Rhianna Hayes


Terrorism is a complex topic to study. There is no consensus on what the word terrorism means, and there is even less consensus on why groups of people go out of their way to use terrorism as a form of political expression. Various analyses and studies have been conducted to attempt to explain this complex topic. Many of these studies have drawn from criminal justice research to apply criminological theories as an explanation for terrorism. The application of criminological theories provides one baseline for people to attempt to understand terrorism. At first glance, it may seem that criminological theories will not be able to explain why terrorist organizations function in the way that they do, but many consider acts of terror to be criminal acts as well. If acts of terror are considered criminal acts than it only makes sense that criminological theories can be used as a way to explain this violent form of political expression. Multiple criminological theories can be used to explain terrorism, but this paper will focus on applying Robert Agnew’s General Strain Theory (1992) and Derek B. Cornish and Ronald V. Clarke’s Rational Choice Theory (1986)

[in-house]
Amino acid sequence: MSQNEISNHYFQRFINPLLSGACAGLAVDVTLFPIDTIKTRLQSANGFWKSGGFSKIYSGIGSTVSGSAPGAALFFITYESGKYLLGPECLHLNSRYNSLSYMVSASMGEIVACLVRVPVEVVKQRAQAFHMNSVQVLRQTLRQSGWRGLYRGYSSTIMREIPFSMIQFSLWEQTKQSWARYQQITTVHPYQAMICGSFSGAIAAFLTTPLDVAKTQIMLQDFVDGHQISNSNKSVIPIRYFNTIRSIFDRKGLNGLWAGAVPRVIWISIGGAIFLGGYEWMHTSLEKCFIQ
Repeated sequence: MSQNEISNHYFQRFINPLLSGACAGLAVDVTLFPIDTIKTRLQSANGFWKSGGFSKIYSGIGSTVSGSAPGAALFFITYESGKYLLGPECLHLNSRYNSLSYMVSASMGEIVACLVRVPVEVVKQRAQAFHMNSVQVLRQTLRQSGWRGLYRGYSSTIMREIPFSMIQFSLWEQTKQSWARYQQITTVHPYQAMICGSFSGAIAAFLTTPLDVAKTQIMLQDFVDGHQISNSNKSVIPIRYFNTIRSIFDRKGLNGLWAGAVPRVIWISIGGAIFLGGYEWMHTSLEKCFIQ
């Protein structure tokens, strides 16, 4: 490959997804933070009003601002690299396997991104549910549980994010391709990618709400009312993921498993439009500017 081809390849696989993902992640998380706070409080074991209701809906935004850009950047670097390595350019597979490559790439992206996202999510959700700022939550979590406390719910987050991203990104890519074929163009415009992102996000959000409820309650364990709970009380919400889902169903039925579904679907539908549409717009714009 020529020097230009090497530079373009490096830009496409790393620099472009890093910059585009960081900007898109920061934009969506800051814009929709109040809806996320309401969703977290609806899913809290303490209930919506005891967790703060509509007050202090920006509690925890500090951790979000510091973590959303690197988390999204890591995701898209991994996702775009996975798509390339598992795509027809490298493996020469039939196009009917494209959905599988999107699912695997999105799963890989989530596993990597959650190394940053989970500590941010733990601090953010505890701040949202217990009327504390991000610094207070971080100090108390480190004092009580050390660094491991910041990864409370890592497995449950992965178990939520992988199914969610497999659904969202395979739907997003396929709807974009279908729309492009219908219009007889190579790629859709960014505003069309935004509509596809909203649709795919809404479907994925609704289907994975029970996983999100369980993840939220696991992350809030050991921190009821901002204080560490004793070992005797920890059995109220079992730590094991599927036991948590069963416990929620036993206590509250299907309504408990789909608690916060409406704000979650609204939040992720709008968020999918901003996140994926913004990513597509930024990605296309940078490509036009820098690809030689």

Publication Date


Document Type

Master's Project

Student Type


Degree Name

Criminal Justice (MS)

Department, Program, or Center

Department of Criminal Justice (CLA)


Judy Porter


RIT – Main Campus